Pepe, Watson, and Hing
Between January 2018 and May 2018, Pepe, Watson, and Hing engaged in a conspiracy which resulted in the trafficking of 1,180 oxycodone pills – 680 of which were unadulterated oxycodone and 500 of which were pressed pills mixed with hydrocodone, codeine, and methylphenidate. As part of the investigation, law enforcement observed eight controlled purchases, three of which were carried out by the defendants – including Pepe dressed in his work scrubs – in front of the Philadelphia hospital where Pepe was employed.
“Philadelphia and Camden are awash in opioids, with the human toll mounting steadily, day by day,” said Michael T. Harpster, Special Agent in Charge of the FBI’s Philadelphia Division. “The idea of a medical professional taking a work break to push pills on the street, as alleged in the complaint, is at once disheartening and infuriating. The FBI will continue to doggedly investigate and bring to justice traffickers contributing to our area’s opioid crisis.”
“The individuals involved in these schemes are feeding this country’s opioid crisis,” said Scott J. Lampert, Special Agent in Charge for the Department of Health & Human Services Office of Inspector General. “This takedown sends a clear message that those suspected of engaging in health care fraud will be caught and face consequences for their actions.”
Agresti, Kalaba, Catanzarite, Marsh and Johnson each face a potential 10 years in prison and a $250,000 fine, or twice the gross gain or loss from the offense. Sentencing for Agresti, Catanzarite, and Kalaba is scheduled for Oct. 30, 2018. Pepe, Watson, and Hing each face a potential 20 years in prison and a $1 million fine. The charges and allegations against Marsh, Johnson, Pepe, Watson, and Hing are merely accusations, and they are considered innocent unless and until proven guilty.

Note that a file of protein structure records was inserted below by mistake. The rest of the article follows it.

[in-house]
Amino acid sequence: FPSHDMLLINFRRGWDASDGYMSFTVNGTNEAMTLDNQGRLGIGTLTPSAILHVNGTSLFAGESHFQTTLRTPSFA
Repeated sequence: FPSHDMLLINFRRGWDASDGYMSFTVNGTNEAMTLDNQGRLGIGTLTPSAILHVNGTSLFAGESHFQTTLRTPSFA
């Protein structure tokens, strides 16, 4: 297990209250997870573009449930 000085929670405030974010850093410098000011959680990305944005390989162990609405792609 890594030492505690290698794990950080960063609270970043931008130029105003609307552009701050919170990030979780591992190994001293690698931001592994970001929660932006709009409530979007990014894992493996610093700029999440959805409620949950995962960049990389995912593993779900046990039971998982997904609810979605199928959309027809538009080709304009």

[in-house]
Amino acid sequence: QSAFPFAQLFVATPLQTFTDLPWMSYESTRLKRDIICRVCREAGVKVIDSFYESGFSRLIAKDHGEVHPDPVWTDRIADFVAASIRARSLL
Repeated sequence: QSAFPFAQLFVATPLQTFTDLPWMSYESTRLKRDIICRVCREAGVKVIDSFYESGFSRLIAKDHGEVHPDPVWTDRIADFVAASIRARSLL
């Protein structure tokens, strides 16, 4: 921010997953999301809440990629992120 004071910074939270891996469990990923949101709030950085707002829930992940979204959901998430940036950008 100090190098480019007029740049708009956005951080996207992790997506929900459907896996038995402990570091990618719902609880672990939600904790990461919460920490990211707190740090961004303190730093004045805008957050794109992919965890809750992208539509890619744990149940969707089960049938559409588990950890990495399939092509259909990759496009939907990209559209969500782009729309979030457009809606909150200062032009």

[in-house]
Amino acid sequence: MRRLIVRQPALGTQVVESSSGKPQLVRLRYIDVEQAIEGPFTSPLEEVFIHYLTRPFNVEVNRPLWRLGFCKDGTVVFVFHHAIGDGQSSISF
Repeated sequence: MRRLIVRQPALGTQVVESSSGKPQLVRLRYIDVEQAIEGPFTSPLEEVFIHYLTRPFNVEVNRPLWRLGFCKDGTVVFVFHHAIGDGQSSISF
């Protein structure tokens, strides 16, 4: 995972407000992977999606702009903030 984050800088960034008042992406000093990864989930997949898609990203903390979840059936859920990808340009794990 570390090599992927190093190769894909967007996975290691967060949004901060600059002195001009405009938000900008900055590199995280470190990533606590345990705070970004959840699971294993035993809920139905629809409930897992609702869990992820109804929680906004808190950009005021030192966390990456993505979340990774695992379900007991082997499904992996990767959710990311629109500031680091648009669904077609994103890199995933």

U.S. Attorney Carpenito credited special agents of the FBI Newark Field Office, under the direction of Special Agent in Charge Ehrie; the FBI’s South Jersey Resident Agency, under the direction of Special Agent in Charge Harpster in Philadelphia; the U.S. Department of Health and Human Services, Office of Inspector General, under the direction of Special Agent in Charge Lampert; the U.S. Department of Defense, Defense Criminal Investigative Service, under the direction of Special Agent in Charge Barzey; the MTA Office of the Inspector General, under the direction of Inspector General Kluger, and special agents of the U.S. Attorney’s Office with the investigations that yielded this week’s guilty pleas and arrests. He also thanked the Camden County Police Department, under the direction of Chief J. Scott Thomson, and the Cherry Hill Police Department, under the direction of William Monaghan, for their assistance.
The government is represented in these cases by Assistant U.S. Attorney Erica Liu, Chief of the U.S. Attorney's Office Opioid Abuse Prevention and Enforcement Unit in Newark, and Assistant U.S. Attorneys Lauren E. Repole, Christina O. Hud and Diana Carrig of the U.S. Attorney’s Office Criminal Division.